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    June 20

    We have a flight on Sky Europe airline late this afternoon for Dubrovnik so we only have a partial day here and still so much to see. President Bush is arriving in Budapest tomorrow so we are happy to leave before things get congested with his visit.

    Arriving at the Parliament building we are disappointed that there is a sign posted that it’s closed today for a “Special Event”. Humm, I believe the special event is actually a security sweep for President Bush’s visit. Well, that frees up some time at least. We did walk around the area and took pictures of the statues and the monument with the Hungarian flag with a hole cut out of the middle. This represents the 1956 revolution when Hungarians removed the seal the Soviets added to their flag.

    The Great Jewish Synagogue and the Jewish museum and beautiful Tree of Life sculpture was our next stop. We took an excellent, but short tour here. When you arrive there is a stand outside selling different tours. It was a good way to appreciate the history of this synagogue. The cemetery outdoors is very moving. This part of town feels very different that the others we had been in and there is a lot of road work going on. It’s not a quiet location.

    Back to “our” grocery store, as we had to feast again on that excellent chicken. The pastries we buy are actually just outside the store. There is a vender there selling a variety of yummy snacks. I also needed a bottle of the paprika we had on our table in Eger. Taking our lunch back to Castle Hill, we lunched back at Fisherman’s Bastion.

    Since we hadn’t gone into Matthias Church yet, we walked to the entrance. The terrace here is so much larger than by the Bastion. There is also a nice looking restaurant here with incredible views. I bet the chicken isn’t as good as what we buy at the grocery store though! Wow, it’s magnificent inside this church. Every surface is covered in artistic motifs and Magyar folk designs. Upstairs is the Loreto Chapel and the 1515 statue of Mary and Jesus and the Museum of Ecclesiastical Art. This is also a great area to get a better look at the walls, and good pictures of the interior.

    A bit more shopping in the streets around this area, and then we did something crazy and spent our last bit of time in the Labyrinth of Buda Castle. This is really weird. It’s really not a necessary stop, but it’s cool and damp. The prehistoric drawings aren’t real, the exhibit’s which trace human history, placed here for show. It’s not that exciting. Oh well, time to catch a plane.

    We had the Airport Minibus Shuttle take us back to the airport. It’s cheaper than getting a taxi back. You really should book this a day of two in advance. We didn’t decide until that morning to take it, so it was a bit tight getting us scheduled on a van. We were the last pick up so went directly to the airport. It’s very important to know, that if you’re flying out on Sky Europe or other budget airlines that they leave from Terminal 1. This is in a different building than Terminal 2. You can’t walk between these terminals since they are several miles apart.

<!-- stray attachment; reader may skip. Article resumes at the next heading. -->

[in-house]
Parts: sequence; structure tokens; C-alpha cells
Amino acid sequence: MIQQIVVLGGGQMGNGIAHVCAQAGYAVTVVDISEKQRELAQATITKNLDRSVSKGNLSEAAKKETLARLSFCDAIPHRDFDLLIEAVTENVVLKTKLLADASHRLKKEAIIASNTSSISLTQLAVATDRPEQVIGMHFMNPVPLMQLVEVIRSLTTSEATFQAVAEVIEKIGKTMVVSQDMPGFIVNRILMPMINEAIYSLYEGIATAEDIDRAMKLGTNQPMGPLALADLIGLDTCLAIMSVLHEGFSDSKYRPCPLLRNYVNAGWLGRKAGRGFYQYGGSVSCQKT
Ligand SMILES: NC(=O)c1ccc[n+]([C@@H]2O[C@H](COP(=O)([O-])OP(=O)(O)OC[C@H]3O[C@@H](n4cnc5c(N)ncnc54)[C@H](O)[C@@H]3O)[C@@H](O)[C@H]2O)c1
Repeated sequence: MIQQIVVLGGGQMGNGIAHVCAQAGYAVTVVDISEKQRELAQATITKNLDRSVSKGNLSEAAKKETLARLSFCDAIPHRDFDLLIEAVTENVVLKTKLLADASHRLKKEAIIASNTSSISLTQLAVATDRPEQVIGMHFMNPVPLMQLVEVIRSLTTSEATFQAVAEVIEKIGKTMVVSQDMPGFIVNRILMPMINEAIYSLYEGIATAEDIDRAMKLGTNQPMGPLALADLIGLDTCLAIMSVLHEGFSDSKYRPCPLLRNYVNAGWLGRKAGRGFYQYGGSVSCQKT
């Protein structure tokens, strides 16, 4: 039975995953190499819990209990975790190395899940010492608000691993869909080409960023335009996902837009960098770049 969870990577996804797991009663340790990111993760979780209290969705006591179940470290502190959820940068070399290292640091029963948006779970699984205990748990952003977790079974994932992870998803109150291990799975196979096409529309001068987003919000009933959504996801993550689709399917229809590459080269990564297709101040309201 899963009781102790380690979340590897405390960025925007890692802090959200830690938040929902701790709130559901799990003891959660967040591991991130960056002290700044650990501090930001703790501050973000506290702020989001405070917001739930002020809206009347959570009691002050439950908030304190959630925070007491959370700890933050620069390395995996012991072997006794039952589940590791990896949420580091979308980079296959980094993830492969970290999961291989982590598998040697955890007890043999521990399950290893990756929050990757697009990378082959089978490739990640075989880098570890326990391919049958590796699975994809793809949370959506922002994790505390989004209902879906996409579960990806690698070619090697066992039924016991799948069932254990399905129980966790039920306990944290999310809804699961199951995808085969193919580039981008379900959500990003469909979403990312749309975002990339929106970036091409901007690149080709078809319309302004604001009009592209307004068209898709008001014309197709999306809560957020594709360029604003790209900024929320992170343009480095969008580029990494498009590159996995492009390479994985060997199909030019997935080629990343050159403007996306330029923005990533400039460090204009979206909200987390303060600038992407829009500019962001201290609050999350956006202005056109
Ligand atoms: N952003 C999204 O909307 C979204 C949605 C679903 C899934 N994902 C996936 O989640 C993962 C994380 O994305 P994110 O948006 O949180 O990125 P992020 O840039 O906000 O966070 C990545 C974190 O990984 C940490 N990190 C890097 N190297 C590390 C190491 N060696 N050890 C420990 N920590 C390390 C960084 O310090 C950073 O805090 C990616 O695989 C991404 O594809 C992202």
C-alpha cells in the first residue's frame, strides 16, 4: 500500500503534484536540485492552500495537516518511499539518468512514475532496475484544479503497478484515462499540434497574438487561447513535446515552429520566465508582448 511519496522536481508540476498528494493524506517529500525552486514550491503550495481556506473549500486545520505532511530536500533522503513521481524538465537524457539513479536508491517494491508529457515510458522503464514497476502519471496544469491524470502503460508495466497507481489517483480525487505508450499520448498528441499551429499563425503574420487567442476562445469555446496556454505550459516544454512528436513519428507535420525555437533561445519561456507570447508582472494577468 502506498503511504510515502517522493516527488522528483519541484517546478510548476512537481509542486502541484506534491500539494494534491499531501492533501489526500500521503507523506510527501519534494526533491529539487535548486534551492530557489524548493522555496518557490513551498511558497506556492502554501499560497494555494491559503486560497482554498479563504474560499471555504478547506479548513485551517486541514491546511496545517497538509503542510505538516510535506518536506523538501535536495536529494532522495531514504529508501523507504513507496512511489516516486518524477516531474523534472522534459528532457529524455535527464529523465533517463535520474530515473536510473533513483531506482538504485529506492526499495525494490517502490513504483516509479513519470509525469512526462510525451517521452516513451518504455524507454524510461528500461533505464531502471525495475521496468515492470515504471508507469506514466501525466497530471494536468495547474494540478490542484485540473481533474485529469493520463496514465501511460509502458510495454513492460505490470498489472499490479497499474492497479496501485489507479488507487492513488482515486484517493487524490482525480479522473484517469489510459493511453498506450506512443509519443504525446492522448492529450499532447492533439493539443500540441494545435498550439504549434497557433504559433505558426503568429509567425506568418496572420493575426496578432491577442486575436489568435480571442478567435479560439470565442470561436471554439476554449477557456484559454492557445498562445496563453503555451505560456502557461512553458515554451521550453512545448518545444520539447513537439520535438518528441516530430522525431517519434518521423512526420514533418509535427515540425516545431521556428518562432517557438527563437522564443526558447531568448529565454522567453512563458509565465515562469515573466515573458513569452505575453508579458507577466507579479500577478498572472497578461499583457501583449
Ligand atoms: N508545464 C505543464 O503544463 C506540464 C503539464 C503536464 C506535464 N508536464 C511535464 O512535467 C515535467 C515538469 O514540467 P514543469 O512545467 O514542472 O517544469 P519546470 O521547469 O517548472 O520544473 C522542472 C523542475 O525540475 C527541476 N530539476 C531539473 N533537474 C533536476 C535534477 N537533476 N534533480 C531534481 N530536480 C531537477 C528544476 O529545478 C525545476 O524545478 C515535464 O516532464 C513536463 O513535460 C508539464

This was our first experience flying Sky Europe. They were just excellent. You have no seat assignment until you check in. Check in is about 1 ½ hours before your flight. We were the first in line so asked for exit row seats, which they gave us. I booked this flight several months in advance on their web site. It was only $50 per person for our flight to Dubrovnik. If I had waited until Christmas it would have been only $25 since they had a huge Christmas sale and weren’t charging for taxes for several days. The people working for the airline were so friendly. Smiling, helpful, good clean plane and our luggage was very quickly unloaded and waiting in the terminal in Dubrovnik. Delta could learn a few things from them. Terminal 1 is very nice, and the waiting area around the gates was great. We stopped in the expensive café in the terminal for a light dinner and watched a couple at the window, waiting for their family members plane to go by, taxing to the runway. They were waving and waving to him, as the plane rolled out. It was precious!

    Entry into and out of Hungary was interesting. Your passports will be closely checked. We’ve flown to many places in Europe, to Egypt, and entered Russia at a port and have never had such a close going over of our passports. Even when we left it took about 10 minutes each of close inspection before they would let us go by.

    We absolutely loved Budapest and do hope to return someday.

    That's all for awhile. I'll post the Croatian portion on the Croatia board next week. I'm off on another flight to Denver for a family reunion!

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    Another couple of points I forgot...

    We stopped in the New York Restaurant, newly reopened in Budapest. It's location is very central on the Pest side. It looks just excellent. The decor is very chic and the menu looked delicious and not to expensive for the selections.

    We also walked down the Danube on the Pest side towards the Parliment where the shoes representing the Jewish people who perished in the river are. It's quite moving and a good monument to seek out.